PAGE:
The kaimosifriends.org Web site says that there is a severe shortage of university entrance places, but in another place, the same site says that "New students must be Christians by faith, since the university is a Christian School. Other public and private universities are available to secular students." Are Christian students at a disadvantage in the larger educational market? Should secular students or those from other religions be excluded from the Christian influence of a Friends university? I can argue these things either way, but when was this conversation held? How is the word "Christian" being used here--referencing a spiritual community or a sociopolitical "tribe" that wants benefits for those who belong?

    I've been told that Kenyan Friends are united in support of this project. What exactly are they united about? If they are asked whether Friends should have a major institution of higher learning above the level of the current institutions in Kenya, just like the other self-respecting denominations in Kenya, they might well say yes. But have they been told the cost? Is it a high priority? Is Kaimosi the right location?

  3. Given the history of financial corruption associated with some Friends institutions in Kaimosi in the past, what are the mechanisms in place to safeguard and monitor donations? What has happened to money already collected? Is it true that some of the money donated to the university by Kenyan donors has gone into the general accounts of the Friends Church in Kenya and is no longer distinguishable or even traceable?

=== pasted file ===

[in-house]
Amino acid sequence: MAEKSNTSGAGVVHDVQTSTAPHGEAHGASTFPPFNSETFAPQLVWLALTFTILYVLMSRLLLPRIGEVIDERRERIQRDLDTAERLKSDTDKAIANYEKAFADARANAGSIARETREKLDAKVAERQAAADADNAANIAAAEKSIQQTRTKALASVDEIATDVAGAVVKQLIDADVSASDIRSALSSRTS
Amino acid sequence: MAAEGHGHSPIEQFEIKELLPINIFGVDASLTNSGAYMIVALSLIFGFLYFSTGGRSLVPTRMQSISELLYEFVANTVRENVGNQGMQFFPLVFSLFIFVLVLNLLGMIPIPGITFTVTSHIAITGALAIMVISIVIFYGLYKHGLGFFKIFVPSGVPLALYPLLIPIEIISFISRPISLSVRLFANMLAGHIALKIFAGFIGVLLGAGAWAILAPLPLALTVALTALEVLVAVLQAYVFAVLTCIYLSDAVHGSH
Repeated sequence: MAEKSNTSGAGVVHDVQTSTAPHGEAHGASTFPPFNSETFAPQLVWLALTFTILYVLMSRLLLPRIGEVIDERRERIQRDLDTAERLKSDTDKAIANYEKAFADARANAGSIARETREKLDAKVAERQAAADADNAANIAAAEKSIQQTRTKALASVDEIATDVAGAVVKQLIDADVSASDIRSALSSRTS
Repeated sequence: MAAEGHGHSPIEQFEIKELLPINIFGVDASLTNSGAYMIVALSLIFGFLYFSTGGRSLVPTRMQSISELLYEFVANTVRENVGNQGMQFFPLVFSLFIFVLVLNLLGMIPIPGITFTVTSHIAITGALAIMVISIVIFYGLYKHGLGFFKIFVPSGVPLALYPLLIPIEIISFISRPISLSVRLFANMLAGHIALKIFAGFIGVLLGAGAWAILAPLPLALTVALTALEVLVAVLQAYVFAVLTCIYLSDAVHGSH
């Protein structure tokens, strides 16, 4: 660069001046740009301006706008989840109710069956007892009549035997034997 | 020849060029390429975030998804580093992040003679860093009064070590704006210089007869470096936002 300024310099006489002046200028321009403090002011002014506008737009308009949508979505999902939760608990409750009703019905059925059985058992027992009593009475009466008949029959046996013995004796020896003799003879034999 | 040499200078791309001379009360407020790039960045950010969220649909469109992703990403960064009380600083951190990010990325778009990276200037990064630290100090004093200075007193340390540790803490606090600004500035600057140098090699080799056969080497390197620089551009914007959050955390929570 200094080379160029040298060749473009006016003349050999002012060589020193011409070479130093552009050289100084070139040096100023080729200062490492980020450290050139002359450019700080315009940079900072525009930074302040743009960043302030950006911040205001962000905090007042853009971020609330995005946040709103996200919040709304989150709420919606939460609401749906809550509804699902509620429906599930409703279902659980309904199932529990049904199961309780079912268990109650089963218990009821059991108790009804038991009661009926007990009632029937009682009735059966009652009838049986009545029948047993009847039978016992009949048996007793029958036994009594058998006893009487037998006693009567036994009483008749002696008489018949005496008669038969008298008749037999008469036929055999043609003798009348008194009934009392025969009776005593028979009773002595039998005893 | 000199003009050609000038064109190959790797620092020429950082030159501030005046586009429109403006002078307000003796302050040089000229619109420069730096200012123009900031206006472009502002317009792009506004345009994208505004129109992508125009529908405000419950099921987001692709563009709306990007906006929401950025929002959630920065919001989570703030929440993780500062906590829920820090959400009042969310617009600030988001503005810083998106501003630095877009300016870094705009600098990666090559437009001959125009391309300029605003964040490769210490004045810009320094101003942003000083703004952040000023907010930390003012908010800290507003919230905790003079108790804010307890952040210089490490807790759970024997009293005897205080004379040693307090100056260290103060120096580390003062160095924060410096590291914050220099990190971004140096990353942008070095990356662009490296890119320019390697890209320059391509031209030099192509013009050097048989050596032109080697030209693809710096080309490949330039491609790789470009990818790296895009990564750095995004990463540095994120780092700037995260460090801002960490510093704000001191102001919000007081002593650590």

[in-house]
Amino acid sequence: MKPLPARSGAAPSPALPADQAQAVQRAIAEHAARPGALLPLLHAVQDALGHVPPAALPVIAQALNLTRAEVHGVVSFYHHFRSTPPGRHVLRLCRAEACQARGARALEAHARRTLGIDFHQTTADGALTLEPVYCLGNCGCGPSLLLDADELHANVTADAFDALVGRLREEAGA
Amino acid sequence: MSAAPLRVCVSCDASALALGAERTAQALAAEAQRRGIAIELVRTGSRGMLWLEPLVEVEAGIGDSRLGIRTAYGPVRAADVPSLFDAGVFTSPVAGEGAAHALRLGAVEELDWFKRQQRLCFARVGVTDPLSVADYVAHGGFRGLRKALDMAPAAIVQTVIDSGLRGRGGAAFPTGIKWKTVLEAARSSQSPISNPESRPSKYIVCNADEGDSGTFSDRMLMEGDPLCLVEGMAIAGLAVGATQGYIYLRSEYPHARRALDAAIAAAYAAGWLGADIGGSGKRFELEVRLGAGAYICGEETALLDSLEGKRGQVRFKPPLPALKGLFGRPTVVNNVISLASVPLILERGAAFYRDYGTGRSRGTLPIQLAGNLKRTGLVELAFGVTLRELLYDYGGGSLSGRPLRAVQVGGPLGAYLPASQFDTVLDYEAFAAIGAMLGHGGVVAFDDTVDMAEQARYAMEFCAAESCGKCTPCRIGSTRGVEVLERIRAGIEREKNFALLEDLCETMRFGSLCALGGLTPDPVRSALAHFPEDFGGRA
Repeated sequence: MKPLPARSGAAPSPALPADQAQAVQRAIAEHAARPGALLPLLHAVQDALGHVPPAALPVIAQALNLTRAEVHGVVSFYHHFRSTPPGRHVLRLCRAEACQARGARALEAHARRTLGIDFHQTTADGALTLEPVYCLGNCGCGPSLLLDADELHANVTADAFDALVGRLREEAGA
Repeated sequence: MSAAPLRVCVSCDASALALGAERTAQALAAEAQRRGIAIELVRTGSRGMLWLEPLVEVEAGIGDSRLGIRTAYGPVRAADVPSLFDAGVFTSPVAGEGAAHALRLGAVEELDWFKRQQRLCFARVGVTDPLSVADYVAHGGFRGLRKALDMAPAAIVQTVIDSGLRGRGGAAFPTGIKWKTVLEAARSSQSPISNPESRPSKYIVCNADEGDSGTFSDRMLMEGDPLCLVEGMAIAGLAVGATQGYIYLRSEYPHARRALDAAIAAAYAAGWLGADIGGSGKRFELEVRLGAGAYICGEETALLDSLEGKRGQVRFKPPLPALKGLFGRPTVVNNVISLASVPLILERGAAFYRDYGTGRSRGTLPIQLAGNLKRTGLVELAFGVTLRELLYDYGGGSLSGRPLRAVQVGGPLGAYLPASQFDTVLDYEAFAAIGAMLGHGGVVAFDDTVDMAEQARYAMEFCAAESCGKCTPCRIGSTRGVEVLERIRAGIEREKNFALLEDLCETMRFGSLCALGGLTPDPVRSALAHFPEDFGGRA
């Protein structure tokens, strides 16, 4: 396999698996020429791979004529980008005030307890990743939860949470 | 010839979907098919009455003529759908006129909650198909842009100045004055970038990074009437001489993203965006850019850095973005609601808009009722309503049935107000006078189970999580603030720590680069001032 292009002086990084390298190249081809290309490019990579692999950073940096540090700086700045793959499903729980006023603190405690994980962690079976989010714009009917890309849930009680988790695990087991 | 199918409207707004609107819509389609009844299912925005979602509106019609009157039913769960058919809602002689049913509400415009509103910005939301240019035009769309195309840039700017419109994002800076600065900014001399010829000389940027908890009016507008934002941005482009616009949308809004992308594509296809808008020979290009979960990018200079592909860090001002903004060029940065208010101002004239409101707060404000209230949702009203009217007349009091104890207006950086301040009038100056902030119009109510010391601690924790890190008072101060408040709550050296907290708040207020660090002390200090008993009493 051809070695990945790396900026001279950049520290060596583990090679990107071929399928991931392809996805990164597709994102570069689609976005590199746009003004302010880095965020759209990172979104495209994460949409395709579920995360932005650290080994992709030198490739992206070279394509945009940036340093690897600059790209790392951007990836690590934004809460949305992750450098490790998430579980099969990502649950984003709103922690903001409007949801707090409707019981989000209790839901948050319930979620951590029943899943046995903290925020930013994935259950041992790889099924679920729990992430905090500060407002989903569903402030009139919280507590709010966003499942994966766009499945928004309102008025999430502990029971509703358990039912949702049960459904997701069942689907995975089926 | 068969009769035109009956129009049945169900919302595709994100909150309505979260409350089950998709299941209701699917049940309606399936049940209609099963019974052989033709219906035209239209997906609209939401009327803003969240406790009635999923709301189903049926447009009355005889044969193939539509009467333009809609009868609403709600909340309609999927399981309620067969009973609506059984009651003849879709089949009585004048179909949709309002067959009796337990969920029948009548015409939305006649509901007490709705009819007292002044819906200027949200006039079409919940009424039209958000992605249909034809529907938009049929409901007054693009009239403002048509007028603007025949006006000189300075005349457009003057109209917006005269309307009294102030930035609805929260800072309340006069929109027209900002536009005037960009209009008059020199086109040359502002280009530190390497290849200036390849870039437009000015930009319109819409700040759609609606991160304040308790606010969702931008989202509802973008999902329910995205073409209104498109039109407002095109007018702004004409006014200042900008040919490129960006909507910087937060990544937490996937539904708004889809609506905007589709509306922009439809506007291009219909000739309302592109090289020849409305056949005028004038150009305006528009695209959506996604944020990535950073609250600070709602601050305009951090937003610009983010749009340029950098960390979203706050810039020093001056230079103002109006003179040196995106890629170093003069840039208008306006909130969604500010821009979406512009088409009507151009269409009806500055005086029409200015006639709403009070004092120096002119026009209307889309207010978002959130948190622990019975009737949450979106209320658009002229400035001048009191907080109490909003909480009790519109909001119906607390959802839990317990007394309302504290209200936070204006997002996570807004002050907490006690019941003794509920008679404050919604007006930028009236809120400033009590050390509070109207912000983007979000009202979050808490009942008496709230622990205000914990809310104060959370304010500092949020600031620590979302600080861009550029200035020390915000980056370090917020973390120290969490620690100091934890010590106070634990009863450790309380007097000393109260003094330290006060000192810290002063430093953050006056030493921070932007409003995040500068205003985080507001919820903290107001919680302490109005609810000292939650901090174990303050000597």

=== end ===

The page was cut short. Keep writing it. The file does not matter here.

According to the Web site, "The University will begin as a third campus of Daystar University of Nairobi. The Kenyan government requires an established university to shepherd the initial years of a new school to guarantee a strong beginning. All academic programs will exist under the already established structure of Daystar University. The first classes to be offered will be in education, religion and business." What is the financial arrangement with Daystar University? Do some or all of our contributions go to Daystar?

The American Friends involved with supporting this project have decided to go ahead in spite of urgent and repeated private questions. Maybe a more public conversation would bring greater clarity. This project may end up being a wonderful breakthrough effort for Friends in Kenya, but for that to be true, we must have a far greater degree of transparency and accountability than I've seen to date.

Righteous (?) links:

Corruption among Friends, of course, has not just been a problem in Kenya. One case that made my life as FUM gensec miserable for most of a year involved the National Friends Insurance Trust, and was the subject of this article and this editorial in Quaker Life. Another case of corruption affected many of the same Friends organizations that were negligent and hurt by the Insurance Trust scandal. I am not saying that the Kaimosi University project is in this league, but I am adamant that we need to bend over backwards to provide world-class accountability for the ways we label and fund our efforts. When fundraisers don't bend over backwards to anticipate and answer donor questions, they're asking donors to bend over forwards. In Kaimosi, that's happened too often already.

"The righteousness which exalts a nation": Last week, an anniversary went quietly by: the 33rd anniversary of the Chicago Declaration of Evangelical Social Concern, Nov 25, 1973. Concern for creation did not have the same attention then that it does now, but for the most part, that document was an important milestone in raising a powerful vision of integrity before the American evangelical movement.

No comments: